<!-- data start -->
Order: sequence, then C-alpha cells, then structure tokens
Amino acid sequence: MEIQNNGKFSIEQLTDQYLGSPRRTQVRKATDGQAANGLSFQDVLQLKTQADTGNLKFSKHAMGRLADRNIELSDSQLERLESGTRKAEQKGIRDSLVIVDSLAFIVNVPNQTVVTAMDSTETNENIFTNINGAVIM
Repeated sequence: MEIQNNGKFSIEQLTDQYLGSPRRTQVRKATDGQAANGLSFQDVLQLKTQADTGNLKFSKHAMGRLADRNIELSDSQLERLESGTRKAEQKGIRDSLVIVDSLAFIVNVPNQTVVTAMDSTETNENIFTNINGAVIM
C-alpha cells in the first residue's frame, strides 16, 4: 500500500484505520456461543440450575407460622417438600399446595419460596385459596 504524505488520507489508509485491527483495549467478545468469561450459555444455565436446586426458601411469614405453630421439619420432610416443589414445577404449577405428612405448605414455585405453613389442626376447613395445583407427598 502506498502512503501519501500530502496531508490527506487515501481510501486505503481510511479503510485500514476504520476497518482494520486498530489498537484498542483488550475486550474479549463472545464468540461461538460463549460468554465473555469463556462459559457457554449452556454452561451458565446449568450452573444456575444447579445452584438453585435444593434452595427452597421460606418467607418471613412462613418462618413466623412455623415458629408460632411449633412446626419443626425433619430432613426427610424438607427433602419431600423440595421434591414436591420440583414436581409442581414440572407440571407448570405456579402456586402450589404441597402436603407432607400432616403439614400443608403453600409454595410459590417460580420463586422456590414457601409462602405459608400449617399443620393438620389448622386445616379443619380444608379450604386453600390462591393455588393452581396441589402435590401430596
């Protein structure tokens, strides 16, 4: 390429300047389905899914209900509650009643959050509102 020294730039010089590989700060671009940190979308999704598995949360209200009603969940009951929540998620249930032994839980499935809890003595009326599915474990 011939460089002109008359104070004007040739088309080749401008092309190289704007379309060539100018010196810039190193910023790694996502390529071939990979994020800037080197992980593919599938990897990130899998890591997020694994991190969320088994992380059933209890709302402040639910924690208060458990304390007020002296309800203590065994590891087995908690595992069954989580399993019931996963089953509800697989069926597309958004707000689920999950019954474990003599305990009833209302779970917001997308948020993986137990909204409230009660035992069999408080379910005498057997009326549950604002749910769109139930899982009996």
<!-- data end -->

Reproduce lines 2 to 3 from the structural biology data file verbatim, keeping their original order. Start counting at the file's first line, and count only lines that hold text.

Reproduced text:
Amino acid sequence: MEIQNNGKFSIEQLTDQYLGSPRRTQVRKATDGQAANGLSFQDVLQLKTQADTGNLKFSKHAMGRLADRNIELSDSQLERLESGTRKAEQKGIRDSLVIVDSLAFIVNVPNQTVVTAMDSTETNENIFTNINGAVIM
Repeated sequence: MEIQNNGKFSIEQLTDQYLGSPRRTQVRKATDGQAANGLSFQDVLQLKTQADTGNLKFSKHAMGRLADRNIELSDSQLERLESGTRKAEQKGIRDSLVIVDSLAFIVNVPNQTVVTAMDSTETNENIFTNINGAVIM